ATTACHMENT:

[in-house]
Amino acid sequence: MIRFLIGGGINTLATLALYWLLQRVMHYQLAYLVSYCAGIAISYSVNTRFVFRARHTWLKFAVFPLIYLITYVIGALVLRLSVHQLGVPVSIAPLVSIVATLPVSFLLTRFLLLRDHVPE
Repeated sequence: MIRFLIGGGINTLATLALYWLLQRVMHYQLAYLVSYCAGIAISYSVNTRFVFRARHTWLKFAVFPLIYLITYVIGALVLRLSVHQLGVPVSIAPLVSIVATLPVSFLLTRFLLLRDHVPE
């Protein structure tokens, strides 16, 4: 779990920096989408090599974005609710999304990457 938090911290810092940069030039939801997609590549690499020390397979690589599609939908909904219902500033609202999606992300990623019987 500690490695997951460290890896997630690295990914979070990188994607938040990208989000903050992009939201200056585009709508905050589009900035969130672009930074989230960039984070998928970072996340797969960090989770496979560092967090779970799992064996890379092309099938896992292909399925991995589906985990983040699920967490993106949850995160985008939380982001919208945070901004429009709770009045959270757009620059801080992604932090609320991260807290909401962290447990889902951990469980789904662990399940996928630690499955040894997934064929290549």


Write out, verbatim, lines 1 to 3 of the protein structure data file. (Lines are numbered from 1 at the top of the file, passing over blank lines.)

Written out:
[in-house]
Amino acid sequence: MIRFLIGGGINTLATLALYWLLQRVMHYQLAYLVSYCAGIAISYSVNTRFVFRARHTWLKFAVFPLIYLITYVIGALVLRLSVHQLGVPVSIAPLVSIVATLPVSFLLTRFLLLRDHVPE
Repeated sequence: MIRFLIGGGINTLATLALYWLLQRVMHYQLAYLVSYCAGIAISYSVNTRFVFRARHTWLKFAVFPLIYLITYVIGALVLRLSVHQLGVPVSIAPLVSIVATLPVSFLLTRFLLLRDHVPE